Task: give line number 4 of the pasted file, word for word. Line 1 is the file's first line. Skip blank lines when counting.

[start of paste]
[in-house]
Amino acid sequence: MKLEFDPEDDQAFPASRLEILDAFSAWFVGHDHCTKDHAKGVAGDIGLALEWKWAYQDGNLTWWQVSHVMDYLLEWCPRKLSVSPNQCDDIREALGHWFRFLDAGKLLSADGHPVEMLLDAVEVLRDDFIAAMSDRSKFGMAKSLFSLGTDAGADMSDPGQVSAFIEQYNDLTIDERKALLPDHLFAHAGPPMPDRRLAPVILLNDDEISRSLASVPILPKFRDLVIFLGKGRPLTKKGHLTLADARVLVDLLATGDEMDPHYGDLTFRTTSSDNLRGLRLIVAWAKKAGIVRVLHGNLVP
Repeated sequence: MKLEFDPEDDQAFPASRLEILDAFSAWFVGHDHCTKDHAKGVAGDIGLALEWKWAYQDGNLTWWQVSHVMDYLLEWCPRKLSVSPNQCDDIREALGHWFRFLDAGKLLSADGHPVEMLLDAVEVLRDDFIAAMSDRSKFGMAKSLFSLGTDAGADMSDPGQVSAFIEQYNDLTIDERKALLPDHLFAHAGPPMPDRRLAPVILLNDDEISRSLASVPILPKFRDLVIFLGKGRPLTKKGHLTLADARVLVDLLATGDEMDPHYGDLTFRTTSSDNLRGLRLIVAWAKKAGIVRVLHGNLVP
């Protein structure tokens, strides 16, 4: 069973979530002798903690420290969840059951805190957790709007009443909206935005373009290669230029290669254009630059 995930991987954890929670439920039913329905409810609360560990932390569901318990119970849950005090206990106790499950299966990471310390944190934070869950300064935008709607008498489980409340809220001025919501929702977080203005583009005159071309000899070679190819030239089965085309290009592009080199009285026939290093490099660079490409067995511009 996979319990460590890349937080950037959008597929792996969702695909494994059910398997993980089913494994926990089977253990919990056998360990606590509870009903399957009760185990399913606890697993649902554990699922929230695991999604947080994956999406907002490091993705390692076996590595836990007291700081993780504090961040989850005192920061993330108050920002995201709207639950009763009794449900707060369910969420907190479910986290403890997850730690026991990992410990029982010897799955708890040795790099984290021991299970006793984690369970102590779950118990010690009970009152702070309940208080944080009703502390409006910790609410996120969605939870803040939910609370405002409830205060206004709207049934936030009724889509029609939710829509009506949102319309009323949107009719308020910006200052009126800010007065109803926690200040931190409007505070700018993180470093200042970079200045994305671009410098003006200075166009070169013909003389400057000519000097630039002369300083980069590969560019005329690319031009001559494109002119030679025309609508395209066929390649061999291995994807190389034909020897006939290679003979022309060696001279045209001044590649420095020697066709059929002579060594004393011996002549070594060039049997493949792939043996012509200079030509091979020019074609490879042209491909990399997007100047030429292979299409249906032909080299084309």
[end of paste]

């Protein structure tokens, strides 16, 4: 069973979530002798903690420290969840059951805190957790709007009443909206935005373009290669230029290669254009630059 995930991987954890929670439920039913329905409810609360560990932390569901318990119970849950005090206990106790499950299966990471310390944190934070869950300064935008709607008498489980409340809220001025919501929702977080203005583009005159071309000899070679190819030239089965085309290009592009080199009285026939290093490099660079490409067995511009 996979319990460590890349937080950037959008597929792996969702695909494994059910398997993980089913494994926990089977253990919990056998360990606590509870009903399957009760185990399913606890697993649902554990699922929230695991999604947080994956999406907002490091993705390692076996590595836990007291700081993780504090961040989850005192920061993330108050920002995201709207639950009763009794449900707060369910969420907190479910986290403890997850730690026991990992410990029982010897799955708890040795790099984290021991299970006793984690369970102590779950118990010690009970009152702070309940208080944080009703502390409006910790609410996120969605939870803040939910609370405002409830205060206004709207049934936030009724889509029609939710829509009506949102319309009323949107009719308020910006200052009126800010007065109803926690200040931190409007505070700018993180470093200042970079200045994305671009410098003006200075166009070169013909003389400057000519000097630039002369300083980069590969560019005329690319031009001559494109002119030679025309609508395209066929390649061999291995994807190389034909020897006939290679003979022309060696001279045209001044590649420095020697066709059929002579060594004393011996002549070594060039049997493949792939043996012509200079030509091979020019074609490879042209491909990399997007100047030429292979299409249906032909080299084309």